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Hillsborough sports icon Winston Davis dies at 60

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Published:   |   Updated: March 19, 2013 at 12:44 AM
TAMPA -

Winston Davis, a boys basketball coach in Hillsborough County for nearly three decades and former standout player for Blake and Plant high schools, died Tuesday following a prolonged battle with brain cancer. He was 60.

Davis underwent an extensive surgery in November of 2010 to remove a brain tumor and less than a month later, he was back coaching Blake for its season opener. He continued radiation and chemotherapy treatments that season and led the Yellow Jackets to the 2011 Class 4A state semifinals, where they fell to Leesburg and finished the season 28-3.

''There was nothing pretentious about him -- no ego, nothing flamboyant -- he was just a great, great person,'' said Tampa Prep boys basketball coach Joe Fenlon, who is entering his 30th year of coaching for the Terrapins. ''I had the opportunity to coach against him and the honor of coaching his son (Winston  Jr.) for four years and I cherish all of that because of who he was as a human being.''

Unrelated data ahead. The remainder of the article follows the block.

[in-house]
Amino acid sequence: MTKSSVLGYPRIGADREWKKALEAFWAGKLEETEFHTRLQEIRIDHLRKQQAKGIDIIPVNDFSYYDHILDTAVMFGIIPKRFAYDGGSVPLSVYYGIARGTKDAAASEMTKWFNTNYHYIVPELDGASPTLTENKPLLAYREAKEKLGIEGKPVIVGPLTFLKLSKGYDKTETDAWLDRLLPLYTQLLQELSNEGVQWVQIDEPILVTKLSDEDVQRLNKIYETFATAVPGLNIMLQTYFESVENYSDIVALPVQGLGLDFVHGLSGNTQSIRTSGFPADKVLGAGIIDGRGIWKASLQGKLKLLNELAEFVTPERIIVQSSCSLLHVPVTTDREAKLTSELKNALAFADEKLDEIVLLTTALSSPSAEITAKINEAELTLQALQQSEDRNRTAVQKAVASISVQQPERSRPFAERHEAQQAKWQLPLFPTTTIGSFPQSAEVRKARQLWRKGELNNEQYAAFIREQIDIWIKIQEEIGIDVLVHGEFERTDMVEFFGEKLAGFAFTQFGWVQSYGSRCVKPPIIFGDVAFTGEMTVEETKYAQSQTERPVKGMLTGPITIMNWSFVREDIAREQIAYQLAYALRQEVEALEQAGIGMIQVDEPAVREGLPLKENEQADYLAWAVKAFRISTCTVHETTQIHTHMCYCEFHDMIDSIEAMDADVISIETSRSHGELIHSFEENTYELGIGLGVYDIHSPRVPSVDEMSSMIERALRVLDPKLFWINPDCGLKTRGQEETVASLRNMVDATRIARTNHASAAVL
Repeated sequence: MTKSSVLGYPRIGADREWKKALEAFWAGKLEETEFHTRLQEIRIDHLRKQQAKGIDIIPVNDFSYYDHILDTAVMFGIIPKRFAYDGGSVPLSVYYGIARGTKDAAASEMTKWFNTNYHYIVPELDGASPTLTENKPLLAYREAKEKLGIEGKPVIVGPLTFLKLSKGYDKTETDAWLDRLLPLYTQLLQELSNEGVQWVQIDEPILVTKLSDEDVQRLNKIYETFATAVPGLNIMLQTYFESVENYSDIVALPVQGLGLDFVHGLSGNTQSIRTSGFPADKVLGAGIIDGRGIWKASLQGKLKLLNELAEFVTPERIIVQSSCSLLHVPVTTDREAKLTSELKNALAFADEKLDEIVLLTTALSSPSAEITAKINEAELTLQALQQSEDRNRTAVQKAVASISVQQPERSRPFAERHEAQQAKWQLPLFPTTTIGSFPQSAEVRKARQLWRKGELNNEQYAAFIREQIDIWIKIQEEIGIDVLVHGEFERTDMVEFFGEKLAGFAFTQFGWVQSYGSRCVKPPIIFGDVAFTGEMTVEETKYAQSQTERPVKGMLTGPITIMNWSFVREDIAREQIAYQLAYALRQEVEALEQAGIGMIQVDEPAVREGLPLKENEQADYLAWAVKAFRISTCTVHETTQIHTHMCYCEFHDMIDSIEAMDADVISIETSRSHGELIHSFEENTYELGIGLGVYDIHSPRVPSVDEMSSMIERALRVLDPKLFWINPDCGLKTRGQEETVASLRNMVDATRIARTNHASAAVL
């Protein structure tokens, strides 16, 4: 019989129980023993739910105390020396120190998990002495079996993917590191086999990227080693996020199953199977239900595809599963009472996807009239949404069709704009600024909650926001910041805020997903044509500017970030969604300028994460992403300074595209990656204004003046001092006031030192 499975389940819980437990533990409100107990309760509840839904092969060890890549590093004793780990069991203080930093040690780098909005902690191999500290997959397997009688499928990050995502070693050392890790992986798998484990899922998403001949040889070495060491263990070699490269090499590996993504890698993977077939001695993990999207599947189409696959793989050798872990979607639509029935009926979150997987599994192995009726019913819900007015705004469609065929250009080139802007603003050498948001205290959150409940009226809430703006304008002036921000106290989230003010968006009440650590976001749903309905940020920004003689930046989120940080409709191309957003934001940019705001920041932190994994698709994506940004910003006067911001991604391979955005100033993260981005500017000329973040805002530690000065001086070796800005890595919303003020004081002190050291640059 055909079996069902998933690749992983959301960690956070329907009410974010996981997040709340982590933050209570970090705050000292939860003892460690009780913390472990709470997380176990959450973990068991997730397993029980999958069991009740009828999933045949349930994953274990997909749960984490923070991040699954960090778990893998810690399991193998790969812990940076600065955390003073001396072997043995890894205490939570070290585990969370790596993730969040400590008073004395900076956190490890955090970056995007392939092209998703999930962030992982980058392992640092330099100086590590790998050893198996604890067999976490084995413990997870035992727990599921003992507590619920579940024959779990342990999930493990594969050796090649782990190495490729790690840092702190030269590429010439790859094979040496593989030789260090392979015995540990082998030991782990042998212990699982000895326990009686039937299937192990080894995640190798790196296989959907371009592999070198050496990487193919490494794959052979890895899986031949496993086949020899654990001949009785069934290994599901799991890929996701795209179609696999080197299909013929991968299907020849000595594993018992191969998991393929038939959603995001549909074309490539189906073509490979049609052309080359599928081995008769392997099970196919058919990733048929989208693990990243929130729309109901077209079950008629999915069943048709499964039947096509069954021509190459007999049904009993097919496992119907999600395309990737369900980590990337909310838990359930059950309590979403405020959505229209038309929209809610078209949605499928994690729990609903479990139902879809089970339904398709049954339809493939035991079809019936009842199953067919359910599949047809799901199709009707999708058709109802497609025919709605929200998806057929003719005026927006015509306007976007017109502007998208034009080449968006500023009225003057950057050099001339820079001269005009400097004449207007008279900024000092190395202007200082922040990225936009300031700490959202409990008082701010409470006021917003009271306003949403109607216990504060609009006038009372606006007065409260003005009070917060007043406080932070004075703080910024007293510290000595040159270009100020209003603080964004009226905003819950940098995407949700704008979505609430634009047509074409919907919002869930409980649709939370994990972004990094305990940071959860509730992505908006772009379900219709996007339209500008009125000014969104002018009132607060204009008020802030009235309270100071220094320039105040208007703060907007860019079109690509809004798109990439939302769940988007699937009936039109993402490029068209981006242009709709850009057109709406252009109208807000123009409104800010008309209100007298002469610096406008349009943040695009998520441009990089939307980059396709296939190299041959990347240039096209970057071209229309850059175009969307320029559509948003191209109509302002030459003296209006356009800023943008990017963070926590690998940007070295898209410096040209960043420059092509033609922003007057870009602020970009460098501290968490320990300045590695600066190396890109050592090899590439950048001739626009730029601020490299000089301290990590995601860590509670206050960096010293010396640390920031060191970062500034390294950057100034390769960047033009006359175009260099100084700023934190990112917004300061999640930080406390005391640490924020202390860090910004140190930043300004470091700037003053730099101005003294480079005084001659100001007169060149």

As a prep player himself, Davis was a star at Blake in the late 1960s and a former county scoring champion. When court-ordered segregation began, he wound up playing his senior year at Plant and helped the Panthers reach the 1971 playoffs.

Between 1968 and 1971, Davis scored 1,362 points, which still ranks among the county's top 50 all-time scoring leaders. Besides coaching at Blake, Davis also coached several years at East Bay High.

Blake football coach Darryl Gordon said an announcement was made Tuesday during school about the passing ofDavis, who retired from teaching in June.

''It was a sad, sad moment when we heard that today,'' Gordon said. ''He meant a lot to the school and the community.''

Fenlon said in the 20 or so years he has hosted a holiday basketball tournament at Tampa Prep, Davis attended every one of them. He calls Davis one of the community's true ''rock stars'' but said Davis never acted like one.

''When he walked into a gym, everyone knew him and everyone loved and respected who he was,'' Fenlon said. ''He touched so many lives but was unaffected by how important he was.

"Every word he spoke meant something. He was just a good soul.''

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